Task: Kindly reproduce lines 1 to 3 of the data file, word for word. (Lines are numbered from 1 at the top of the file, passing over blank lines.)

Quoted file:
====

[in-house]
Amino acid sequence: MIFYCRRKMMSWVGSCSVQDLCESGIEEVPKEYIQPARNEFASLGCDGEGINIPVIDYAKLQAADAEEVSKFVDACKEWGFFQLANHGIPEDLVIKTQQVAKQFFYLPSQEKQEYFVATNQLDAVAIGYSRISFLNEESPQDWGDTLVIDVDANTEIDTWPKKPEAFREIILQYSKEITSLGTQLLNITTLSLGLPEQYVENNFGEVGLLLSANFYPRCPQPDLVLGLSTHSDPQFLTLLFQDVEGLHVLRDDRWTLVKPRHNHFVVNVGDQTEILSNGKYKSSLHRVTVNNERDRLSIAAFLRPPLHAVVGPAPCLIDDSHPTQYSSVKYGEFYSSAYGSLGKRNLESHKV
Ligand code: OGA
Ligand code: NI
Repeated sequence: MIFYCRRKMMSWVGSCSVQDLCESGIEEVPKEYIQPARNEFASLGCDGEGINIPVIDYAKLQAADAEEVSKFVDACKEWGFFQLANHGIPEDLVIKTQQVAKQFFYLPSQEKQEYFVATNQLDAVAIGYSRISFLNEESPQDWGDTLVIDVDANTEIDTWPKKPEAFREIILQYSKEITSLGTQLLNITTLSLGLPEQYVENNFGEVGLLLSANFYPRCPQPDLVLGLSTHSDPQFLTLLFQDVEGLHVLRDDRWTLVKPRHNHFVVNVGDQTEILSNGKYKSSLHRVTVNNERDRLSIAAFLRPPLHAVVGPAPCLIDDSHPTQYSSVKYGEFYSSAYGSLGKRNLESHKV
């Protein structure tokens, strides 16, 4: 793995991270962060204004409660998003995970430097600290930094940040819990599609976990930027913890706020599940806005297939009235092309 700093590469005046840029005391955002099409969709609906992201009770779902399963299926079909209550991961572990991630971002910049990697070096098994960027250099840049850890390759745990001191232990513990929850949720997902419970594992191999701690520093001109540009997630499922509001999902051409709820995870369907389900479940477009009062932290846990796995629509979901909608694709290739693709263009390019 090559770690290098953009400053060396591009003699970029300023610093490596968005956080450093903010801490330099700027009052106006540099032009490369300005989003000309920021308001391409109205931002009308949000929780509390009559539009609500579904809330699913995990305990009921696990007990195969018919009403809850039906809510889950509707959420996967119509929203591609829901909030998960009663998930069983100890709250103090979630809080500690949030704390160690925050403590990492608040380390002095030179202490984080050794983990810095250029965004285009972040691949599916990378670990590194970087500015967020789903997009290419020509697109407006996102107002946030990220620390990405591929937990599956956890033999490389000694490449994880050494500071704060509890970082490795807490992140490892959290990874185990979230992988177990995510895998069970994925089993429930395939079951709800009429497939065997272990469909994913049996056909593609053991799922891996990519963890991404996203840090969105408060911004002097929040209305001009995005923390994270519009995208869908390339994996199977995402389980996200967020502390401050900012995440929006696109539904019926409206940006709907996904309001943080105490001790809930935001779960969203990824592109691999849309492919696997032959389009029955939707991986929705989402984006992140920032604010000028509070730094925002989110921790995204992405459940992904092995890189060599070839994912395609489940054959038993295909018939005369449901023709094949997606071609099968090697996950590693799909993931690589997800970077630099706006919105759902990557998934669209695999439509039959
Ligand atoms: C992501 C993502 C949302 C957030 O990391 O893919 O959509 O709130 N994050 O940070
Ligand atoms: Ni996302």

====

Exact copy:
[in-house]
Amino acid sequence: MIFYCRRKMMSWVGSCSVQDLCESGIEEVPKEYIQPARNEFASLGCDGEGINIPVIDYAKLQAADAEEVSKFVDACKEWGFFQLANHGIPEDLVIKTQQVAKQFFYLPSQEKQEYFVATNQLDAVAIGYSRISFLNEESPQDWGDTLVIDVDANTEIDTWPKKPEAFREIILQYSKEITSLGTQLLNITTLSLGLPEQYVENNFGEVGLLLSANFYPRCPQPDLVLGLSTHSDPQFLTLLFQDVEGLHVLRDDRWTLVKPRHNHFVVNVGDQTEILSNGKYKSSLHRVTVNNERDRLSIAAFLRPPLHAVVGPAPCLIDDSHPTQYSSVKYGEFYSSAYGSLGKRNLESHKV
Ligand code: OGA